When prenatal diagnosis fails: discovering a severe anomaly at birth

Lafarge, Caroline (2017) When prenatal diagnosis fails: discovering a severe anomaly at birth. In: UWL Research Conference 2017, 30 Jun 2017, London, UK. (Unpublished)

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Abstract

In Western societies, pregnant women are offered antenatal screening to test for congenital anomalies. In France, three ultrasound examinations are routinely conducted and 84% of women (Blondel & Kermarrec, 2011) receive Down’s syndrome screening. Yet, despite reassuring results, 2.5% of women give birth to a child with anomaly(ies) (InVS, 2015).
This paper focuses on women’s experiences of discovering that their child has an anomaly(ies) at birth.

The presentation will include a short description of the background and methodology (In-depth interviews and Interpretative Phenomenological Analysis) and will cover the findings
Five themes were identified: an internal earthquake; entering the world of disability; action as an antidote to helplessness; ambivalent and complex relationships with health professionals ; a new narrative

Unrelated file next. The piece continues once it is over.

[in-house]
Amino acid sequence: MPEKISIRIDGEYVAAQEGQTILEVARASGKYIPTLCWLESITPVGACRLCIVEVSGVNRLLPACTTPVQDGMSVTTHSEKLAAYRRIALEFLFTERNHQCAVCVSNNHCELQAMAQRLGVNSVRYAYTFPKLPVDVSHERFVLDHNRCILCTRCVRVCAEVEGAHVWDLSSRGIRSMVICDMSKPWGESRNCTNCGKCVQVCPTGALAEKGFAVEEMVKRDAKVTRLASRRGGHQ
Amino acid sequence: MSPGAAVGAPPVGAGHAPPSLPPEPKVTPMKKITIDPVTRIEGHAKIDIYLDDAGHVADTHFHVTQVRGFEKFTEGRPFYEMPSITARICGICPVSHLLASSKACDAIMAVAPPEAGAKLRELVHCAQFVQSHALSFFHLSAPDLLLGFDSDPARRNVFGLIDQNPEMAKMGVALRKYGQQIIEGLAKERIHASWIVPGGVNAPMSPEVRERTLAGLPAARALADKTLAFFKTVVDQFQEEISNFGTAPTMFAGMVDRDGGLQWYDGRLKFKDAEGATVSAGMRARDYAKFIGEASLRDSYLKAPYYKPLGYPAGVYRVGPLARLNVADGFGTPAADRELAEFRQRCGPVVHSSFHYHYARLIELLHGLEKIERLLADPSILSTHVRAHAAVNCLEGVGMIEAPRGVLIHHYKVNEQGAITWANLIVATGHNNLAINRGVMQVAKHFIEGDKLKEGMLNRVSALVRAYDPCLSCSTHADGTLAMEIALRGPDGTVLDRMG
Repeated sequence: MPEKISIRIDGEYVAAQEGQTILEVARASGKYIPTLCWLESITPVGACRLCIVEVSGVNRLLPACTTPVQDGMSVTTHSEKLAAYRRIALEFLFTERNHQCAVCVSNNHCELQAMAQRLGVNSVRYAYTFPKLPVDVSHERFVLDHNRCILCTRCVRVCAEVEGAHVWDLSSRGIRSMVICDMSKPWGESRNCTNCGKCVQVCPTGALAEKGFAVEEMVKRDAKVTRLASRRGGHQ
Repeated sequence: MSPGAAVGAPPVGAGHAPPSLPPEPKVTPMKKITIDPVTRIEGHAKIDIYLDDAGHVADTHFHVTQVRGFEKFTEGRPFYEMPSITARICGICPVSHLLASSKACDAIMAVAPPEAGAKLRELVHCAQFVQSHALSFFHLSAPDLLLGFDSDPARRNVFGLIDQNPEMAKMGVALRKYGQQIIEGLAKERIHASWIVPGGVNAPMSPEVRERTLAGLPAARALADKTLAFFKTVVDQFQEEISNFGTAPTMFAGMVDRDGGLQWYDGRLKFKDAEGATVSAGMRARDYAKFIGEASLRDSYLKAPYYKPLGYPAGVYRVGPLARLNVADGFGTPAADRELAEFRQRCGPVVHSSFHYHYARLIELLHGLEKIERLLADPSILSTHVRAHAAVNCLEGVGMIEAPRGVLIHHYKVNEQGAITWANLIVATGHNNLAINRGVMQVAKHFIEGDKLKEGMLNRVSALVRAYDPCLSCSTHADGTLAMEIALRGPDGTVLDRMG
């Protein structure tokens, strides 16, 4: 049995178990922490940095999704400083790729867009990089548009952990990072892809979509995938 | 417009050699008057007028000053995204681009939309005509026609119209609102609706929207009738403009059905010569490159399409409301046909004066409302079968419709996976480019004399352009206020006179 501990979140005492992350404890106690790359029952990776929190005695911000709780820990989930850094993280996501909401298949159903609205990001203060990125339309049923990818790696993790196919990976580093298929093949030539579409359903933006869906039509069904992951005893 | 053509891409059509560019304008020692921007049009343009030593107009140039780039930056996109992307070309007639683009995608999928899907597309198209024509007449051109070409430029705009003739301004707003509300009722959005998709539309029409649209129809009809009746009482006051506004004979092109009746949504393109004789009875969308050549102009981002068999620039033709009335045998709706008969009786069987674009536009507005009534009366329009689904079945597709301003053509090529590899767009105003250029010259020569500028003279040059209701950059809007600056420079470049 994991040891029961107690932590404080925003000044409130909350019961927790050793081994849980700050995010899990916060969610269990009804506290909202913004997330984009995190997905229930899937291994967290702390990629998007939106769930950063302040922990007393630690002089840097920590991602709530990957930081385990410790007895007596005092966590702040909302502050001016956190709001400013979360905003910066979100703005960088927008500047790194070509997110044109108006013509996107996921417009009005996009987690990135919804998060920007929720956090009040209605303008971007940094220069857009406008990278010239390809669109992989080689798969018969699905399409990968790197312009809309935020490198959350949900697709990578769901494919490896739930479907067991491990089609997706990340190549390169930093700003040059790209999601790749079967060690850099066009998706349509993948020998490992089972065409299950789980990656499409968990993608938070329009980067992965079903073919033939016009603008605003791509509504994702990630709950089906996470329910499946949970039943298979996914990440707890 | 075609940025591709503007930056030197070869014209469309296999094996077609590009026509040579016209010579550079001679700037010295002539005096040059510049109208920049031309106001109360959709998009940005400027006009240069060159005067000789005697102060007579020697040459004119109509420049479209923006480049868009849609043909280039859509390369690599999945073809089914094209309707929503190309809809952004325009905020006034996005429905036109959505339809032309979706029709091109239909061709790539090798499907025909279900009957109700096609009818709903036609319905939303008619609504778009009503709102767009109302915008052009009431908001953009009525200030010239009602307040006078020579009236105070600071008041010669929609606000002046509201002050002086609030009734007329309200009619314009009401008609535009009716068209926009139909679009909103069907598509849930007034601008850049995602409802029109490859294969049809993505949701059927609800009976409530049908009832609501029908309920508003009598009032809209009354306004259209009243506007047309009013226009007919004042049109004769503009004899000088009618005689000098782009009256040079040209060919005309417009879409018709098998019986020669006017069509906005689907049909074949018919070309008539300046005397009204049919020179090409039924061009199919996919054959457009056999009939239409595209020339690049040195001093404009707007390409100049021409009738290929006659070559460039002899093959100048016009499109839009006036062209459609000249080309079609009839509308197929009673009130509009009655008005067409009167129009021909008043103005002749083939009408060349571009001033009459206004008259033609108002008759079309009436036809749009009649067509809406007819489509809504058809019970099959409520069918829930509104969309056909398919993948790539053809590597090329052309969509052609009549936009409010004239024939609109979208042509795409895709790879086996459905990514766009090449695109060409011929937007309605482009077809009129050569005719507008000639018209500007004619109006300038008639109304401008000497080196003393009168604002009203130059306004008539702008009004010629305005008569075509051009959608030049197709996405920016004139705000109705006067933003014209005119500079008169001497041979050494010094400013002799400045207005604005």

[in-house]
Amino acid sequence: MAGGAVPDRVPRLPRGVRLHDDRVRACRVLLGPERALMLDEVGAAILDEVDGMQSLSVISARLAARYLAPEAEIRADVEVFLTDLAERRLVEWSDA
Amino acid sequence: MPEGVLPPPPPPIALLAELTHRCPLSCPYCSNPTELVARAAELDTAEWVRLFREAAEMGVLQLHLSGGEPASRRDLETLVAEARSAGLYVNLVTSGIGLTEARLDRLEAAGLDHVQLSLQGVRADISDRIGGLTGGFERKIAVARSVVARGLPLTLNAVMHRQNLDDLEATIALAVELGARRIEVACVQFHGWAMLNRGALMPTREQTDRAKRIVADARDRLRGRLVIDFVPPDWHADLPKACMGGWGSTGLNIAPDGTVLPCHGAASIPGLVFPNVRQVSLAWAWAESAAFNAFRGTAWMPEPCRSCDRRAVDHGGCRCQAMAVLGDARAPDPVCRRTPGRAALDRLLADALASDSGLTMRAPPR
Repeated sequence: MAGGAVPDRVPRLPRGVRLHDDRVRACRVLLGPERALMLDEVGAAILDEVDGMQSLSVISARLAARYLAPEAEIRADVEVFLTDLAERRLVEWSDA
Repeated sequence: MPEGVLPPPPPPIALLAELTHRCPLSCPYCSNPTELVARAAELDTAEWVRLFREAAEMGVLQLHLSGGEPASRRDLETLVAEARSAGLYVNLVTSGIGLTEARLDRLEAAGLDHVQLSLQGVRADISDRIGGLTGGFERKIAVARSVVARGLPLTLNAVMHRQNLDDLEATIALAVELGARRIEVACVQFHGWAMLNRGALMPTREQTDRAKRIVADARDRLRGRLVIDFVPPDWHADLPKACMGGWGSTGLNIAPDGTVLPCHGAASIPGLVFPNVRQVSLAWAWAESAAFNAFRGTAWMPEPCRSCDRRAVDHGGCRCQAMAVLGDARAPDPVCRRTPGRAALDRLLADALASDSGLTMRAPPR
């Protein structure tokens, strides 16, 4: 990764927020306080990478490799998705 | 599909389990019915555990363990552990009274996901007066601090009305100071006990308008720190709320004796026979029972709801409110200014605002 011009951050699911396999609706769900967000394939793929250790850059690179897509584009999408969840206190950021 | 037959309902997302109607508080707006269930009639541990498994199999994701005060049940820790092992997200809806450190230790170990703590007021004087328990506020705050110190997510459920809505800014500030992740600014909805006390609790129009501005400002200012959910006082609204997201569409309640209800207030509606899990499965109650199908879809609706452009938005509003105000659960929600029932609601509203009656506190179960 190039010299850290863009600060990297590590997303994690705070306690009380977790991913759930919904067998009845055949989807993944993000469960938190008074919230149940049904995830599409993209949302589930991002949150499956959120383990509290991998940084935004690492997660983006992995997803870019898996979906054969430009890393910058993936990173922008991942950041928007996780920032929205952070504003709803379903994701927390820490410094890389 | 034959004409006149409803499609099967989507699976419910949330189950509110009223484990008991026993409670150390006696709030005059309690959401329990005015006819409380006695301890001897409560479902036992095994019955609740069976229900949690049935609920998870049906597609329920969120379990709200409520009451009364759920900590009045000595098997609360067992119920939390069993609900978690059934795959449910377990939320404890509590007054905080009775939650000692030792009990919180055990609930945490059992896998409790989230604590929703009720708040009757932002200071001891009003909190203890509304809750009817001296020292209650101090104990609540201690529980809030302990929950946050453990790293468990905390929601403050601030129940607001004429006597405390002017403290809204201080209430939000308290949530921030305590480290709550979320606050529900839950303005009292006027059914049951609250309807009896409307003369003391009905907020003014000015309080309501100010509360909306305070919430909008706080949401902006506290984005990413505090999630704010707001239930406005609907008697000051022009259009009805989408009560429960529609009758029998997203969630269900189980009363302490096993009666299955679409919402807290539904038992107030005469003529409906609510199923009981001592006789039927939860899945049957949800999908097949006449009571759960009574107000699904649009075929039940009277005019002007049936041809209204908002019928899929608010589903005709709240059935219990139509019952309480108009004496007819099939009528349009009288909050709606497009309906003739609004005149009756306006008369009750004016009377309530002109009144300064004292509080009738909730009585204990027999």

The results show that discovering an anomaly at birth is challenging and has significant impact on women’s identity. It marks a brutal transition to a world of ‘difference’ and triggers changes in the family narrative and the way women anticipate the future. It also generates reflections on the practice/malpractice of prenatal diagnosis.
In our study, although women were challenged by their new situation, they developed coping strategies enabling them to accept and regain some control on their new situation. Women’s relationships to health professionals were often complex and ambivalent, but also encompassed feelings of loyalty. Despite the initial trauma, women expressed gratitude for having experienced a relative stress-free pregnancy and for the opportunity of meeting/bonding with their baby.

Item Type: Conference or Workshop Item (Paper)
Subjects: Psychology
Social sciences
Depositing User: Caroline Lafarge
Date Deposited: 06 Jul 2017 17:05
Last Modified: 07 Jul 2017 08:01
URI: http://repository.uwl.ac.uk/id/eprint/3555

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